The results were so striking that not only was Hyannis West designated a top tier, or level one, school - a designation shared in Barnstable only by West Barnstable Elementary - it received a special commendation from state education officials for narrowing achievement gaps.

Eastham Elementary School was the only other school on the Cape to make the list of 49 commended schools in Massachusetts.

“I’m really proud of our school for making Level 1,” said veteran Hyannis West Elementary School teacher Christine Yezukevicz.

On a recent morning, four kindergarten students sat with her at a small table while another group of students sat with Title 1 reading teacher Barbara Burke and a third group took their places on a colorful rug around teaching assistant Suellen Crossley.

The youngsters focused on their teachers, eagerly answering questions and quietly changing groups when Yezukevicz sounded a chime.

Amato said experience showed that students lost valuable learning time when they were pulled out of regular class to meet with the specialists.

“It felt much more disjointed,” Amato said.

Bringing the specialist teachers into the classroom for part of the day and breaking the students into small groups of similarly paced learners made a big difference in closing achievement gaps, Amato said.

It also helped accelerate the learning process, said Hyannis West parent and former PTO president Moira Bundschuh, whose daughters Eliza and Zoe are in first and third grade.

“It’s been amazing,” she said. “I have just noticed a huge gain in the academics since they moved to small group instruction.”

Eliza left kindergarten reading at a second-grade level, Bundschuh said. “She just blossomed and loved school every day.”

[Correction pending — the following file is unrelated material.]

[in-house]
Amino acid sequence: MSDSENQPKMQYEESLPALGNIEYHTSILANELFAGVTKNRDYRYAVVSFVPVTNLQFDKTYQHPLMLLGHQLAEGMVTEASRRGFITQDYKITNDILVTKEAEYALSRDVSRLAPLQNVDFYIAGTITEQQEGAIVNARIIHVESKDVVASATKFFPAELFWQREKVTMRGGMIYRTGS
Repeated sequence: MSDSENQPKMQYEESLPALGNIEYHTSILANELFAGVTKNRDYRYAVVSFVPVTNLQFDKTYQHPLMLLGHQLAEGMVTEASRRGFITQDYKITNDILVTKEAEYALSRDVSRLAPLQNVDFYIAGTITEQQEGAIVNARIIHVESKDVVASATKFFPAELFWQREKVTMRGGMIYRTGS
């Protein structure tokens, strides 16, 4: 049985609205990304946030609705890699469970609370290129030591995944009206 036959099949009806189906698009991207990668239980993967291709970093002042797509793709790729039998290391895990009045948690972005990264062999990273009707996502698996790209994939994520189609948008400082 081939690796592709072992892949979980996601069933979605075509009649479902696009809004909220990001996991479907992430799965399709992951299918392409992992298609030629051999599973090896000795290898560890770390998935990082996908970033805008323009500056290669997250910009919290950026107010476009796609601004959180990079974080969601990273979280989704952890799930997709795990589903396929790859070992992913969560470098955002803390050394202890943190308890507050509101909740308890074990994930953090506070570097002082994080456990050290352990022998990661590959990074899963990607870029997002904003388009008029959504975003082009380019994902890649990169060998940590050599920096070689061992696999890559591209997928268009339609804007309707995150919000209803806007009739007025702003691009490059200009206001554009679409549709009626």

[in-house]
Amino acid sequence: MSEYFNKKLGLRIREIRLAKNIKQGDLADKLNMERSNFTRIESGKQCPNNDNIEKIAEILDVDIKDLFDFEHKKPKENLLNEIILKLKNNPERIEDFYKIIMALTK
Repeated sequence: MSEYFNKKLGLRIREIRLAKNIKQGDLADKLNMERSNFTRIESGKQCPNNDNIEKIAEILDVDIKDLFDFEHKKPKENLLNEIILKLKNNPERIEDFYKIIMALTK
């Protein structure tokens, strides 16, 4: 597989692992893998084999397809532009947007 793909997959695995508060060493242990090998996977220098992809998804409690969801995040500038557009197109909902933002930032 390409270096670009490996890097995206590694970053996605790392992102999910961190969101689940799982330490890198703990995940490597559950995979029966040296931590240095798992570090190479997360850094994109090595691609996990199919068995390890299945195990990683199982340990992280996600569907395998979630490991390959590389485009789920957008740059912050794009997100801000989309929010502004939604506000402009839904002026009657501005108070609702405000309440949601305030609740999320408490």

The “push-in” instruction wasn’t the only change the school made, Amato said. She said she got a grant for food carts to deliver breakfast to the classrooms, and now most students have their first meal of the day at school.

The school’s unique demographics mean that parents work a variety of shifts, so the PTO schedule includes two meeting times, one at 3:45 p.m. and one at 6 p.m., Bundschuh said.

The later meeting attracts more Spanish- and Portuguese-speaking parents, so an interpreter attends those sessions, she said.

And at Hyannis West, students do not have to pay for fields trips, Bundschuh said. She said the PTO and school officials don’t want parents to have to worry about working another shift to make sure their children get the same educational opportunities as other students.

“We want everyone to really feel at home,” Bundschuh said.

Teachers who come to work at Hyannis West are aware of the school’s demographics, Amato said. “They are passionate about working with the students. We need to meet all of their needs so they can learn.”

In third-grade teacher Chaitra McCarty’s class, Angel Matias, 8, pointed to a poster he drew of himself in a red shirt and blue pants.

“I am looking forward to learning a lot,” he read.

___

Information from: Cape Cod (Mass.) Times, https://www.capecodtimes.com